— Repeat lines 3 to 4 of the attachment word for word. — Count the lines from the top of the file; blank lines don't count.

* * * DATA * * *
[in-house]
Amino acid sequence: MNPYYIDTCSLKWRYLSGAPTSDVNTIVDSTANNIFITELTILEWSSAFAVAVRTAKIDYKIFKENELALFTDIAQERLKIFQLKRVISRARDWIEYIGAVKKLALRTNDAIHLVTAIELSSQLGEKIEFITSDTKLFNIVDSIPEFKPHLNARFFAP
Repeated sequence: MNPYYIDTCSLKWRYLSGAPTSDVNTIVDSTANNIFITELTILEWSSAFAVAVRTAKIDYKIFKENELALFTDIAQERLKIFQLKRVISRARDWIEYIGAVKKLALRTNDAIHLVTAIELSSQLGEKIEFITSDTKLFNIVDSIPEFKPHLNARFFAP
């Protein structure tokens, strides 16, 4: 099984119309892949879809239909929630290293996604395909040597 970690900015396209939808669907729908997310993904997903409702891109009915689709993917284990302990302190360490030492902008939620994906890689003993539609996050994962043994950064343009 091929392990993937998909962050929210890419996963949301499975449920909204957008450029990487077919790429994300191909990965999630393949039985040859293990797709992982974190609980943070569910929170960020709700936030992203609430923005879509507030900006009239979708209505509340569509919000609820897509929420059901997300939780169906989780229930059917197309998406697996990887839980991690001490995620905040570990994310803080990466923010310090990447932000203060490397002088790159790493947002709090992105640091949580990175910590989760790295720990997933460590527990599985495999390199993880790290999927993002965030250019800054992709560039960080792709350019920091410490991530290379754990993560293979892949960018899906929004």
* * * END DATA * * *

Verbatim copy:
Repeated sequence: MNPYYIDTCSLKWRYLSGAPTSDVNTIVDSTANNIFITELTILEWSSAFAVAVRTAKIDYKIFKENELALFTDIAQERLKIFQLKRVISRARDWIEYIGAVKKLALRTNDAIHLVTAIELSSQLGEKIEFITSDTKLFNIVDSIPEFKPHLNARFFAP
């Protein structure tokens, strides 16, 4: 099984119309892949879809239909929630290293996604395909040597 970690900015396209939808669907729908997310993904997903409702891109009915689709993917284990302990302190360490030492902008939620994906890689003993539609996050994962043994950064343009 091929392990993937998909962050929210890419996963949301499975449920909204957008450029990487077919790429994300191909990965999630393949039985040859293990797709992982974190609980943070569910929170960020709700936030992203609430923005879509507030900006009239979708209505509340569509919000609820897509929420059901997300939780169906989780229930059917197309998406697996990887839980991690001490995620905040570990994310803080990466923010310090990447932000203060490397002088790159790493947002709090992105640091949580990175910590989760790295720990997933460590527990599985495999390199993880790290999927993002965030250019800054992709560039960080792709350019920091410490991530290379754990993560293979892949960018899906929004």